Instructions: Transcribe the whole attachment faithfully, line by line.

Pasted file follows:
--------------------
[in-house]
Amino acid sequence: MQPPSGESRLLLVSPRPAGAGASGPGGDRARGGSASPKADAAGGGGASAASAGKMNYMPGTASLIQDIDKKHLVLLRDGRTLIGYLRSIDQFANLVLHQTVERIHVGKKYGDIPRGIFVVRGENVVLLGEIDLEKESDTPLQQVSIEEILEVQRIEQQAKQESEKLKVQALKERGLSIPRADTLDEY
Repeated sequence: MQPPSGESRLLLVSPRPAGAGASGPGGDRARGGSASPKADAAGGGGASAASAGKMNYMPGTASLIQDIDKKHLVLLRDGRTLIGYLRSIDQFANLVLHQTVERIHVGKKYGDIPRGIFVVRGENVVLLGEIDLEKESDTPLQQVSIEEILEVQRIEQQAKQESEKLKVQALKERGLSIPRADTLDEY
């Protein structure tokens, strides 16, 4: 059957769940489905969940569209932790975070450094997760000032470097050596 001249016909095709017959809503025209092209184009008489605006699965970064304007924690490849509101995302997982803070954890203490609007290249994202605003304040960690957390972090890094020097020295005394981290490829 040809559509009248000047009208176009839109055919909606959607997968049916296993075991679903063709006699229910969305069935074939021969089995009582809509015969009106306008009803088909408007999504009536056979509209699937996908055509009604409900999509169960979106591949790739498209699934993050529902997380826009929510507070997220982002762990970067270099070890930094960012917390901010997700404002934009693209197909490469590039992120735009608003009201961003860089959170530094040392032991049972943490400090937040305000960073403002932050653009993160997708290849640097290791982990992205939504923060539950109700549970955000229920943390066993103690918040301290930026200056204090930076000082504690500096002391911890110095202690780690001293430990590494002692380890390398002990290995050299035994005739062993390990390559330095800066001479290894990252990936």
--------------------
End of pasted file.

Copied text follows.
[in-house]
Amino acid sequence: MQPPSGESRLLLVSPRPAGAGASGPGGDRARGGSASPKADAAGGGGASAASAGKMNYMPGTASLIQDIDKKHLVLLRDGRTLIGYLRSIDQFANLVLHQTVERIHVGKKYGDIPRGIFVVRGENVVLLGEIDLEKESDTPLQQVSIEEILEVQRIEQQAKQESEKLKVQALKERGLSIPRADTLDEY
Repeated sequence: MQPPSGESRLLLVSPRPAGAGASGPGGDRARGGSASPKADAAGGGGASAASAGKMNYMPGTASLIQDIDKKHLVLLRDGRTLIGYLRSIDQFANLVLHQTVERIHVGKKYGDIPRGIFVVRGENVVLLGEIDLEKESDTPLQQVSIEEILEVQRIEQQAKQESEKLKVQALKERGLSIPRADTLDEY
């Protein structure tokens, strides 16, 4: 059957769940489905969940569209932790975070450094997760000032470097050596 001249016909095709017959809503025209092209184009008489605006699965970064304007924690490849509101995302997982803070954890203490609007290249994202605003304040960690957390972090890094020097020295005394981290490829 040809559509009248000047009208176009839109055919909606959607997968049916296993075991679903063709006699229910969305069935074939021969089995009582809509015969009106306008009803088909408007999504009536056979509209699937996908055509009604409900999509169960979106591949790739498209699934993050529902997380826009929510507070997220982002762990970067270099070890930094960012917390901010997700404002934009693209197909490469590039992120735009608003009201961003860089959170530094040392032991049972943490400090937040305000960073403002932050653009993160997708290849640097290791982990992205939504923060539950109700549970955000229920943390066993103690918040301290930026200056204090930076000082504690500096002391911890110095202690780690001293430990590494002692380890390398002990290995050299035994005739062993390990390559330095800066001479290894990252990936």